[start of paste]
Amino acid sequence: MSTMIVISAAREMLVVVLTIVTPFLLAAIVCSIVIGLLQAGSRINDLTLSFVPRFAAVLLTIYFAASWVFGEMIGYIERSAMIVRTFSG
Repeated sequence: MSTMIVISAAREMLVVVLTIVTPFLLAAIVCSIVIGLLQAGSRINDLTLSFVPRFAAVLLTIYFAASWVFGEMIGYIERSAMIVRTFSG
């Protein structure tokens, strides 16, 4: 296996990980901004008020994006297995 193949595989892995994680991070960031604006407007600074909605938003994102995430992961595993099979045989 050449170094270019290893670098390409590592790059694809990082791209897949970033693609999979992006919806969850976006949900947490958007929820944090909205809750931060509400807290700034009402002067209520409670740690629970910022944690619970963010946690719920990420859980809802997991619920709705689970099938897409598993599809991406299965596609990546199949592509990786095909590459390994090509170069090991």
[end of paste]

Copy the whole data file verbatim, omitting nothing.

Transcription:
Amino acid sequence: MSTMIVISAAREMLVVVLTIVTPFLLAAIVCSIVIGLLQAGSRINDLTLSFVPRFAAVLLTIYFAASWVFGEMIGYIERSAMIVRTFSG
Repeated sequence: MSTMIVISAAREMLVVVLTIVTPFLLAAIVCSIVIGLLQAGSRINDLTLSFVPRFAAVLLTIYFAASWVFGEMIGYIERSAMIVRTFSG
């Protein structure tokens, strides 16, 4: 296996990980901004008020994006297995 193949595989892995994680991070960031604006407007600074909605938003994102995430992961595993099979045989 050449170094270019290893670098390409590592790059694809990082791209897949970033693609999979992006919806969850976006949900947490958007929820944090909205809750931060509400807290700034009402002067209520409670740690629970910022944690619970963010946690719920990420859980809802997991619920709705689970099938897409598993599809991406299965596609990546199949592509990786095909590459390994090509170069090991």